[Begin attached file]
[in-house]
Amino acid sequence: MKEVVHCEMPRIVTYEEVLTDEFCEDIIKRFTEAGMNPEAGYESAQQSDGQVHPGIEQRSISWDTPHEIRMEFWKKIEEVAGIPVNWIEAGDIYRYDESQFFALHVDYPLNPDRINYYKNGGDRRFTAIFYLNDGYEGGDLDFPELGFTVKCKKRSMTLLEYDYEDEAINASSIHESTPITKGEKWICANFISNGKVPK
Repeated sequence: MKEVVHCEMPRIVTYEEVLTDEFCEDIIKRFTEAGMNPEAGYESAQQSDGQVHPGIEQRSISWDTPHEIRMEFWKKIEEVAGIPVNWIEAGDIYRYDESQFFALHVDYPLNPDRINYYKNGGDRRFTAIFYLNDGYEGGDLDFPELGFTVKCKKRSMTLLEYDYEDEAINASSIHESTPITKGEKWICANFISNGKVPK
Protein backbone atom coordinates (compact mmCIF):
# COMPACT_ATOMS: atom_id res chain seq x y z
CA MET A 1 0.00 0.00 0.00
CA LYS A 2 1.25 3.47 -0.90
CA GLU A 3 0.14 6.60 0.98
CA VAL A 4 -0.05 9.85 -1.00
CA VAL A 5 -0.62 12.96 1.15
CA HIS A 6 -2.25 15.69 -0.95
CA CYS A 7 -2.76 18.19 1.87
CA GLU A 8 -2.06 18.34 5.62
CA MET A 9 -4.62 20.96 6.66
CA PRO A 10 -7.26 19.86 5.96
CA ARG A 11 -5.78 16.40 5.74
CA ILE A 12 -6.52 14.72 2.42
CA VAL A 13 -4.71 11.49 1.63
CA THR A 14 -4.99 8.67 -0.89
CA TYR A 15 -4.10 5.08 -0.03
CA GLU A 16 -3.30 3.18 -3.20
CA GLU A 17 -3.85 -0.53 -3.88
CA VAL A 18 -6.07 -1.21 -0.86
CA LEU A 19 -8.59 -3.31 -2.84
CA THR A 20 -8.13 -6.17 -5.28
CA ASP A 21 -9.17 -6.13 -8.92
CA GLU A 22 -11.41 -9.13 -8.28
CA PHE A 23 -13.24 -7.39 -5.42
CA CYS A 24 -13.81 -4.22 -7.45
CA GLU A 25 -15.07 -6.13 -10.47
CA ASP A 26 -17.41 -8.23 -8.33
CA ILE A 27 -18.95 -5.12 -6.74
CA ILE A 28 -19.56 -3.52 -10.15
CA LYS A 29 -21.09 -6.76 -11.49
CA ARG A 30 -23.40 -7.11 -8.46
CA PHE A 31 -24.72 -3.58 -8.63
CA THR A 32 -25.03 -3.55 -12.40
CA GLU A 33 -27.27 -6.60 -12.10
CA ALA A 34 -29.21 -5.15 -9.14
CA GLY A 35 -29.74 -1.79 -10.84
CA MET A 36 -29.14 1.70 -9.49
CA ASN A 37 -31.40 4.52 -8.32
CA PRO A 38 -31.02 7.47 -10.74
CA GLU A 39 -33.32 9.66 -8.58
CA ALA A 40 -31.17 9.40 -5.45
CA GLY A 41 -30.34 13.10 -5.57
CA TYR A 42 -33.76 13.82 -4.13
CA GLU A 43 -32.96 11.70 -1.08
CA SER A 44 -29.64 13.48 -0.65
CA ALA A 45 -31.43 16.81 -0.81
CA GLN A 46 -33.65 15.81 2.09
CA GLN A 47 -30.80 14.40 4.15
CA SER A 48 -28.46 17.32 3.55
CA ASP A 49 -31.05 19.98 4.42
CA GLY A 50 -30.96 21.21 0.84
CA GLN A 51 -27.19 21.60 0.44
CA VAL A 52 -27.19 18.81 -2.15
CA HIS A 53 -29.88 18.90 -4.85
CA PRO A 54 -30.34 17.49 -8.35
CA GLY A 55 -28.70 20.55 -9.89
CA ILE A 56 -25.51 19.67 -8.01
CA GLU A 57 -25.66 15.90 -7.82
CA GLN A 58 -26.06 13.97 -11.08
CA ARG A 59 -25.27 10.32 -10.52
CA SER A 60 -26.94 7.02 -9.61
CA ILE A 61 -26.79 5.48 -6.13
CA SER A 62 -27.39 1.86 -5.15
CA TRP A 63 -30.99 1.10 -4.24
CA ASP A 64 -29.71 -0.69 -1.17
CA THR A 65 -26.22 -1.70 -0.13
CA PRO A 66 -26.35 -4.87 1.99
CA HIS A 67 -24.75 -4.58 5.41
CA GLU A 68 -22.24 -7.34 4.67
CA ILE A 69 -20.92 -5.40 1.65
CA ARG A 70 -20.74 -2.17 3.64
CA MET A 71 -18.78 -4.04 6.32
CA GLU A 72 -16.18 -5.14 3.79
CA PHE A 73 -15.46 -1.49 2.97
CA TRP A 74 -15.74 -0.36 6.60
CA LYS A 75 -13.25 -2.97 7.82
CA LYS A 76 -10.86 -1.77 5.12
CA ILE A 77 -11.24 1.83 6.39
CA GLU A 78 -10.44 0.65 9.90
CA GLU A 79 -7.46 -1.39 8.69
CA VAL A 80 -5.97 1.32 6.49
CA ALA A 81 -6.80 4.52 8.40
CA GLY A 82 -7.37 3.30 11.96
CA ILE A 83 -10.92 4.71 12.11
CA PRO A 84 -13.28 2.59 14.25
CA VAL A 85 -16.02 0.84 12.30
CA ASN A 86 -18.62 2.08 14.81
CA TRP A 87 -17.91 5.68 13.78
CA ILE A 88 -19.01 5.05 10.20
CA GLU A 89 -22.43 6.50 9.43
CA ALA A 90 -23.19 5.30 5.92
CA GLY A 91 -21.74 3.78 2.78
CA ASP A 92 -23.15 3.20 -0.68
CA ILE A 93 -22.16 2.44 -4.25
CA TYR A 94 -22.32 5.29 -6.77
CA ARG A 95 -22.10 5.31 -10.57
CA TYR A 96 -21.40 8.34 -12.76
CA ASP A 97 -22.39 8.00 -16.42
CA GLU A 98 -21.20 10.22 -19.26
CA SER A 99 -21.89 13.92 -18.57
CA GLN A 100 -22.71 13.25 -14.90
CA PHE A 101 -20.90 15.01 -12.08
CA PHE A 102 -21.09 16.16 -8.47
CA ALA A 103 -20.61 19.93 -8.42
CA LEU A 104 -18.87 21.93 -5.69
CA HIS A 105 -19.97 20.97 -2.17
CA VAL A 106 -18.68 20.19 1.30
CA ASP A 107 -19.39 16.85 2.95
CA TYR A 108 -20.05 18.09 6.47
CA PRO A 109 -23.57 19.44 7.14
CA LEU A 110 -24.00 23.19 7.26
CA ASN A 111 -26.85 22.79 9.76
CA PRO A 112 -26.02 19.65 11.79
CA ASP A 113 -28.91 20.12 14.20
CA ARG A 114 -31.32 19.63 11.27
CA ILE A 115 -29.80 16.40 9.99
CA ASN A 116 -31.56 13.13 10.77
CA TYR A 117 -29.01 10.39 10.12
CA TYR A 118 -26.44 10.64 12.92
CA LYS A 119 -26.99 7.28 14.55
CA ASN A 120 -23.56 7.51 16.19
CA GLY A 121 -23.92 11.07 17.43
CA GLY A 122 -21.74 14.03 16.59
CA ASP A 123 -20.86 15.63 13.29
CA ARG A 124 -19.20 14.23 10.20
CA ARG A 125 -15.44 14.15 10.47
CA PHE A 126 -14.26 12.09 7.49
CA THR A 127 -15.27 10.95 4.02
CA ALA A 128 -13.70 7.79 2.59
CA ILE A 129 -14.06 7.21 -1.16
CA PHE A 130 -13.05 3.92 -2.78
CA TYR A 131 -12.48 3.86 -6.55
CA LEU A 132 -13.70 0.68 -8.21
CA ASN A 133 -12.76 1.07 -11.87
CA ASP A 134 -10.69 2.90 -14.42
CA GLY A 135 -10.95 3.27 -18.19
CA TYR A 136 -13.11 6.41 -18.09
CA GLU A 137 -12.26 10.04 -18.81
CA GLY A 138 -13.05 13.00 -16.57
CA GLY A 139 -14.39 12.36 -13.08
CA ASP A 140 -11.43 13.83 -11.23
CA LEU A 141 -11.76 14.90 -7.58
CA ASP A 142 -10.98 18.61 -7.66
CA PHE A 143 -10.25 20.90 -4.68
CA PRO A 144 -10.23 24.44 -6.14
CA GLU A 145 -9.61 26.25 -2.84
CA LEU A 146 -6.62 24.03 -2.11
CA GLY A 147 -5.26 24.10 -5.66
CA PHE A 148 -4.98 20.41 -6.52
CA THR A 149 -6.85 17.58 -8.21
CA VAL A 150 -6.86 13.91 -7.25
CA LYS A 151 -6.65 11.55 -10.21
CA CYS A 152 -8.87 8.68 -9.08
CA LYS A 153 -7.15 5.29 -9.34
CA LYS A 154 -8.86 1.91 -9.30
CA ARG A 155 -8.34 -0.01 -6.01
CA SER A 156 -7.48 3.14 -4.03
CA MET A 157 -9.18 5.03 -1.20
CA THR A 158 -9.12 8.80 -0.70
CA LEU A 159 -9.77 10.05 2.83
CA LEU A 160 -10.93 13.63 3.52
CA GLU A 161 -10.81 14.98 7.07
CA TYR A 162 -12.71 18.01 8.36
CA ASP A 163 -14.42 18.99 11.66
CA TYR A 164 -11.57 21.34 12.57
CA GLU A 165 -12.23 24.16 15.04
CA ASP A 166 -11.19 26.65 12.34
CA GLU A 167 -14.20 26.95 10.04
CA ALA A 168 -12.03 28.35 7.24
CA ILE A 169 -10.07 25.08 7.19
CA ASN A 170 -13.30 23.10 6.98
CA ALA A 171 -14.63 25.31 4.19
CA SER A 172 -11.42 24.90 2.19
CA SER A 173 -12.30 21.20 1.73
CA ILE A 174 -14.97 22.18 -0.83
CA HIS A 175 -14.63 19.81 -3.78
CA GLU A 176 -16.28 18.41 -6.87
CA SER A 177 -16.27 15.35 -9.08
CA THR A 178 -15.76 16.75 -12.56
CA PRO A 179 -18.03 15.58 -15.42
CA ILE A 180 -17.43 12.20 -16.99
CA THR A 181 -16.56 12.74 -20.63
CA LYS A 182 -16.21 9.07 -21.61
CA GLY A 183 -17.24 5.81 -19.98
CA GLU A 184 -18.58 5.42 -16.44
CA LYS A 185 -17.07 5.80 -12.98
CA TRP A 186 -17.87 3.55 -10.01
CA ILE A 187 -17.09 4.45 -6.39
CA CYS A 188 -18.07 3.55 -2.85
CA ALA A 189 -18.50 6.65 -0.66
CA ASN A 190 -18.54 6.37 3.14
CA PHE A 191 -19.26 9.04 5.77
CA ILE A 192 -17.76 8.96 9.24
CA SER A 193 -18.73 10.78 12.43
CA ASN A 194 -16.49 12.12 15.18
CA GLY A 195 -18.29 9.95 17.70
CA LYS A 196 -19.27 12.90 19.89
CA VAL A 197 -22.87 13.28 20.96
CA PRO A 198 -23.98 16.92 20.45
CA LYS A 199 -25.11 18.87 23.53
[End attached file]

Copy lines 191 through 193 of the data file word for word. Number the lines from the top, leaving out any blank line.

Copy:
CA TRP A 186 -17.87 3.55 -10.01
CA ILE A 187 -17.09 4.45 -6.39
CA CYS A 188 -18.07 3.55 -2.85